K: This year we had local initiatives and organizations apply, and we (along with our amazing steering committee) voted.
J: Something we have done differently this year is that we realized we needed to expand the voices behind the Feminist Fair, so we have an amazing steering committee. They help us make any big decisions, like who would be the recipient of the Feminist Fair funds this year. It was a hard decision because we had seven non-profits and community groups apply! We also know some of the staff and volunteers at the ORCC so we know first hand the amazing work they do.
HCuO: There is a societal shift taking place thanks to the #MeToo, #TimesUp, #IBelieveHer, #WhyIDidntReport, and other conversations regarding consent and sexual violence. What do you feel the biggest advantages are to this shift? Do you have any concerns or worries that some issues are being left behind?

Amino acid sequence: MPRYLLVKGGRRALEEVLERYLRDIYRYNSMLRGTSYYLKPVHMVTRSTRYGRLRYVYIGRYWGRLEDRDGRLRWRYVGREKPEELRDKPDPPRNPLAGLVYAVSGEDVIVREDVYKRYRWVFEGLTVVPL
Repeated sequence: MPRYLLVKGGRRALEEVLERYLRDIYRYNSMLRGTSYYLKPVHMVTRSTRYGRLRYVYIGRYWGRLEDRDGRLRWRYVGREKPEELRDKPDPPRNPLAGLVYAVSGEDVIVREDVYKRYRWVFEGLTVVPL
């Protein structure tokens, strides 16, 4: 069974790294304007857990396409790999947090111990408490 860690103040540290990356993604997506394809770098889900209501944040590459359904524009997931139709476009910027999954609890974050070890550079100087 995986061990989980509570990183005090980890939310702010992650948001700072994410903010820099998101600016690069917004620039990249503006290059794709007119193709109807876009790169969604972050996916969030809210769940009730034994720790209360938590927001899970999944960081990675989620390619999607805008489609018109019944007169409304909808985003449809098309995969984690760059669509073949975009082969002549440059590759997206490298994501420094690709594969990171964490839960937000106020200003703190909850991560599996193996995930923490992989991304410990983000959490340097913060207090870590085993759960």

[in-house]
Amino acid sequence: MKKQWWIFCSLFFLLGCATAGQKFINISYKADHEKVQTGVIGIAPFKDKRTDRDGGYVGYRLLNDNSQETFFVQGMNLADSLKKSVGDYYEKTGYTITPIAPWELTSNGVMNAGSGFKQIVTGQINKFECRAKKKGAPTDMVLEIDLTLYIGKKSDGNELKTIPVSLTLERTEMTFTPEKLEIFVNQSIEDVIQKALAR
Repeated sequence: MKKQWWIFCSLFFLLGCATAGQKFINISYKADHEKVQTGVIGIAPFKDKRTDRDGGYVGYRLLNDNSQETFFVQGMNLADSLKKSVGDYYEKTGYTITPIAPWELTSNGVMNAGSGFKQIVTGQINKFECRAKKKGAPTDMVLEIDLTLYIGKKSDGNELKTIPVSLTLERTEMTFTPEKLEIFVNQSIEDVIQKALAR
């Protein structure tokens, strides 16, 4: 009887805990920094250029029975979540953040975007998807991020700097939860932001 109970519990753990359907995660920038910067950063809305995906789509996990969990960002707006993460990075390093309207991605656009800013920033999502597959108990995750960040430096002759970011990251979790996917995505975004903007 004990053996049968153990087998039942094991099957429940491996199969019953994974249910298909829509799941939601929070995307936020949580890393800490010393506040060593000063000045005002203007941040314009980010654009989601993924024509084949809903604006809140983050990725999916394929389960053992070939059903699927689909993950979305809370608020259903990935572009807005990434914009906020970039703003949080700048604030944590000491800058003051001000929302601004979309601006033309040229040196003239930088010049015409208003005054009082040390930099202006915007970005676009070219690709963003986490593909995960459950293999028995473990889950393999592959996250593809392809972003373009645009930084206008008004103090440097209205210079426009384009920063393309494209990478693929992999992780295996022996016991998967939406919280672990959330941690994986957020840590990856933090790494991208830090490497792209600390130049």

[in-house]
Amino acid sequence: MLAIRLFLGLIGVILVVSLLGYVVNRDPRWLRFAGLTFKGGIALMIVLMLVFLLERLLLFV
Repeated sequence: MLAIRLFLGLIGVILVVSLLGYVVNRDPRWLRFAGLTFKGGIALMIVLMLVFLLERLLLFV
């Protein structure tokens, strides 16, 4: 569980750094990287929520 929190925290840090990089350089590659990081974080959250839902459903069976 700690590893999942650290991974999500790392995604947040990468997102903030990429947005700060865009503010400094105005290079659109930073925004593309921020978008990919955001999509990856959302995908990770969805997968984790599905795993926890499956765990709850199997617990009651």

J: I think some of the biggest advantages of the emergence #MeToo hashtags etc would be that we are seeing people talk about their experiences related to sexual violence. Of course, there are many, many people who still can’t talk about their experiences for a multitude of reasons, but the fact that we are seeing more conversations about it will hopefully lead to law and policy changes, and maybe even changes to the criminal justice system (here’s hoping!). At the very least, some women are getting validation and support for sharing their experiences. So many times, women think that they have to have been raped to experience sexual violence. These conversations are showing us that sexual violence happens on a continuum, and happen way more often than we think. I worry society will get compassion fatigue, and they will become apathetic to this issue because they have heard about sexual violence so much, or that if laws do change, they won’t be intersectional and only benefit some women (which is true now, but I am afraid it will get worse). I think about women of colour, indigenous women, women with disabilities, and sex trade workers. Will they ever see the same level of justice as young, white, able-bodied women?